Some 60 species of annuals, biennials, evergreen perennials, and subshrubs are included in this genus, distributed in dry, sunny areas of southern, central, and western N America. A few are grown for their daisy-like, yellow flowers, which are protected when in bud by sticky white resin. Grindelias are unusual in containing up to 21 percent resin - a substance more often associated with trees. Several species, including Grindelia lanceolata and G. squarrosa, were used by native N Americans for bronchial complaints and poison-ivy rash. The latter use was observed by Dr. Canfield of Monterey, California, in 1863, and Grindelia became an official drug, listed in the U.S. Phamacopoeia (1882-1926) and in the U.S. National Formulary (1926-60). Grindelia is named after David Hieronymus Grindel (1776-1836), professor of chemistry and pharmacy in Dorpat, Estonia.

Annual or short-lived, aromatic perennial, with narrowly oblong, toothed, resinous leaves, to 8cm (3in) long, and yellow daisies, about 5cm (2in) across, with resin-coated buds, in summer.

Common Name:
Other Names:
Rosinweed, tarweed, yerba del buey
Botanical Name:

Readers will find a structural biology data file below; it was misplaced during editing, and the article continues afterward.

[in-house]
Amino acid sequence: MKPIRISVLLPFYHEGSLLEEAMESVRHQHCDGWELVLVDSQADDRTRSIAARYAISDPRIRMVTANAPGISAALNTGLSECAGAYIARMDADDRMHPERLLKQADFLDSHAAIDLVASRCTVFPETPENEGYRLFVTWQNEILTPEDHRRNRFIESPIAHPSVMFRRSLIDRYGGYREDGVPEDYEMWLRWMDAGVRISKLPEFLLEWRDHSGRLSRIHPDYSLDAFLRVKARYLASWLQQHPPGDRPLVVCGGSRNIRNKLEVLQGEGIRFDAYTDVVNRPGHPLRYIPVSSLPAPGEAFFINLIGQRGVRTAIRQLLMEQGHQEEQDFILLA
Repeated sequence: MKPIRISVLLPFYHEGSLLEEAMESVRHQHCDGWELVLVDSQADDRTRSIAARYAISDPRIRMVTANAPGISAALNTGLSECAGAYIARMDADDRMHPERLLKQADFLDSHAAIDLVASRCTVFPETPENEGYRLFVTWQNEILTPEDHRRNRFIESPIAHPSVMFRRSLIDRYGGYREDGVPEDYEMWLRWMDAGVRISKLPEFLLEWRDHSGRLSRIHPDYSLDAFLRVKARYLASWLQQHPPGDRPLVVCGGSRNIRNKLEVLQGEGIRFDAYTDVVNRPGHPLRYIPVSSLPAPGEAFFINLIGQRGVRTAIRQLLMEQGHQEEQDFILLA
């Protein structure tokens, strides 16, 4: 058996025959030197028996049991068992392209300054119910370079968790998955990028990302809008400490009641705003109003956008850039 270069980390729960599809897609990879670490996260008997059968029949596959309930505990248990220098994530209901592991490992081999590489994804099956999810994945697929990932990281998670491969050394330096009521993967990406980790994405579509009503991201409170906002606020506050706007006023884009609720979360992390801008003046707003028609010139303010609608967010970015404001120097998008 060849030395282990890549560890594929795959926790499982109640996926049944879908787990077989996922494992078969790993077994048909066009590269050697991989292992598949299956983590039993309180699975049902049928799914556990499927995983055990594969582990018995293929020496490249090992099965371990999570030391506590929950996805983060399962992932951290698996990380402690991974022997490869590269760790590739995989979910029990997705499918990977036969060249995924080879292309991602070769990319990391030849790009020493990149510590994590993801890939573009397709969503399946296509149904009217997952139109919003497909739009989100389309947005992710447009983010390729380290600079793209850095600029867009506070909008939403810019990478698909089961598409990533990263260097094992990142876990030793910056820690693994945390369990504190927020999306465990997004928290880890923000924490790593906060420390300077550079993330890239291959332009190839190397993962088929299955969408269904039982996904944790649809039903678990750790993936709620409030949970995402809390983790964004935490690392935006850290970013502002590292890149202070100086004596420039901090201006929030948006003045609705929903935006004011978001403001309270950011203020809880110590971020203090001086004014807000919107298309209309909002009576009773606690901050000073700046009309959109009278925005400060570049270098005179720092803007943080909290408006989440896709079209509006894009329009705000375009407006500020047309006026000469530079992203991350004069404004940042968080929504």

Grindelia camporum syn. G. robusta var. rigida
Native Location:
Well-drained, poor soil in sun.
By seed sown in spring at 16-19°C (61-66°F); by semi-ripe cuttings in summer.
Plants are cut in full bloom and dried for use in infusions, liquid extracts, and tinctures, or used fresh in poultices. Flowers are preferred for tinctures.
50cm-1.2m (20in-4ft)
75cm (30in)
Parts Used:
Whole plant
A bitter, pungent, aromatic herb that is anti-inflammatory and expectorant, relaxes spasms, and has sedative effects.
Medicinal Uses:
Internally for bronchitis, asthma, whooping cough, and cystitis. Externally for poison-ivy/oak rash, dermatitis, eczema and skin eruptions. Combined with Euphorbia hirta (See, asthma weed), Glycyrrhiza glabra (See, licorice), Inula helenium (See, Japanese Elecampane), Lobelia inflata (See, Chinese lobelia), or Primula veris (See, cowslip) for bronchial complaints. Excess may irritate the kidneys.
Culinary Uses:
The gum is chewed like chewing gum.
Encyclopedia of Herbs by Deni Brown Copyright © 1995, 2001 Dorling Kindersley Limited Pg 228-229